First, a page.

A fresh call for United Nations observers to be placed on the Thai-Cambodia
border to monitor trade and other links with the Khmer Rouge, has come from an
Oxfam America, in a report released last month, said that
ending Thai commercial and military collaboration with the KR was the best way
to bring peace to Cambodia.
It said the international community, despite
its $2.6 billion investment in the UNTAC peace operation in Cambodia, remained
guilty of "tacit acceptance" of a clandestine Thai-KR alliance.
America's report, entitled Cambodia: Still Waiting for Peace, singled out the
United States for scathing criticism for accepting Thai assurances that it does
not assist the KR.
It called for the US to demand independent
corroboration of such assurances, saying: "To fail to do so will mean either
that the US continues willingly to be 'taken for a fool', or that it is willing
to share responsibility for continued war in Cambodia."
The report said,
despite the US' close diplomatic and military links with Thailand, "the State
Department has done nothing in the face of Thailand undermining the largest and
most expensive international peacekeeping operation in history".
NGO's Asia Regional Manager, Michael Bedford, said Oxfam believed responsibility
for ensuring an end to any foreign support for the KR lay with the international
community as a whole
But countries such as the US should use their
influence to put pressure on Thailand.
Bedford said the placement of UN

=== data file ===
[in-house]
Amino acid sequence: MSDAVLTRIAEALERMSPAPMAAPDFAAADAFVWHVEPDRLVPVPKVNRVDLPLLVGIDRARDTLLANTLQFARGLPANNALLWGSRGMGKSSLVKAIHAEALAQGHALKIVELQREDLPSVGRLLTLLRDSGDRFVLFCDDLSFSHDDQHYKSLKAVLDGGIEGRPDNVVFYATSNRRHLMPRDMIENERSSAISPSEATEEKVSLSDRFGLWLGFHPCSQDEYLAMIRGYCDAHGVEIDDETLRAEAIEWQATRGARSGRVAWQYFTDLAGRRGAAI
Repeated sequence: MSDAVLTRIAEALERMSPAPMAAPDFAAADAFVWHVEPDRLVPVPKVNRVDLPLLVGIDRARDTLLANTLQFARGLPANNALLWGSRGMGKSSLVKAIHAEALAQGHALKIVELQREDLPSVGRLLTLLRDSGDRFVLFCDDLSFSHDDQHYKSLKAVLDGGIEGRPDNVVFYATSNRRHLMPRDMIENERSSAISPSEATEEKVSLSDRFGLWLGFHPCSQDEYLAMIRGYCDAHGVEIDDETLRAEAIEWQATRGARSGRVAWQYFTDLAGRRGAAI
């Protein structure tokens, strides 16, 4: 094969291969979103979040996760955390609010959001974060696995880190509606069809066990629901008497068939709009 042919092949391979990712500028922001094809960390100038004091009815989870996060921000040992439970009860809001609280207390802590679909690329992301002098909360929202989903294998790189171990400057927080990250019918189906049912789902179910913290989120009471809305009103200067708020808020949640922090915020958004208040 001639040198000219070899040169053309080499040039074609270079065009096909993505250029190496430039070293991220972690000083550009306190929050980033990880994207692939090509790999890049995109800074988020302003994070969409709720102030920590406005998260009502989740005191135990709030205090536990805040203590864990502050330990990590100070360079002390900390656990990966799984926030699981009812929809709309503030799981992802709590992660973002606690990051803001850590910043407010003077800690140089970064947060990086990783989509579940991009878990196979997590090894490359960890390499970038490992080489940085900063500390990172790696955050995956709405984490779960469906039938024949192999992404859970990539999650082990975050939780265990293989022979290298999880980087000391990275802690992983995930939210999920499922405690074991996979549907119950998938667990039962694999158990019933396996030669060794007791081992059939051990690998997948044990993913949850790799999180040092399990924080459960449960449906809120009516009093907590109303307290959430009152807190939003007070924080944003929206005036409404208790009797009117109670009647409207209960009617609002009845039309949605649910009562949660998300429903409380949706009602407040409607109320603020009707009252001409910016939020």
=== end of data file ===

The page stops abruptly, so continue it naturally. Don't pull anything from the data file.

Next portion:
monitors on the border - in line with a request from the Cambodian government
last year - would demonstrate a much-needed international commitment to cutting
outside support for the KR.
The government requested that 30 UN military
observers be placed on the border in May last year, after the KR had re-captured
The request, which came as a team of 20 UN military observers in
Phnom Penh were being phased out, was rejected by the UN Security
Benny Widyono, the UN Secretary-General's Representative in
Cambodia, said the Security Council agreed to only three observers remaining in
Phnom Penh. That was recently reduced to one observer.
Widyono said the
Cambodian government had not repeated its call for observers on the border, and
had never filed an official UN complaint about Thai support for the
Oxfam America's report is essentially a compilation of information
from media reports on allegations of Thai complicity with the KR between 1991
and early 1995.
It concludes that there is an overwhelming public record
of evidence that "Khmer Rouge aggression is being funded through cross-border
trade with business interests in Thailand and this illegal support is
facilitated by the Thai military".
Oxfam America criticized a report by
the US secretary of state to Congress earlier this year on the issue, which
concluded that Thailand was moving to stem private and unofficial links with the
The Secretary's report - ordered by Congress following press reports
of ongoing Thai-KR collaboration - was presented in February as a classified
document, not for public release.
However, according to a declassified
one-page summary of its contents provided to Oxfam, the report said there was no
official Thai government or military contact with the KR.
Thai military officials still did business with the KR at "a diminished level",
while private cross-border trade continued.
"Unauthorized and occasional
shipments of rice, fuel, medicine and small consumer goods to KR-controlled
areas, much of which probably goes to civilians, still occur," the report
"The Thai government has begun efforts to stop such contacts and
trade," it said.
It added that the logging and gem mining industries were
areas of significant Thai investment and the most important sources of revenue
for the KR, but made no mention of whether Thailand was making efforts to stop
Oxfam America said the US report ignored "credible charges" against
Thailand made by Cambodian army officers, as well as the "uniform judgment of
informed international observers that Pol Pot's Khmer Rouge remain a threat to
Cambodia's peace and development only because of Thailand".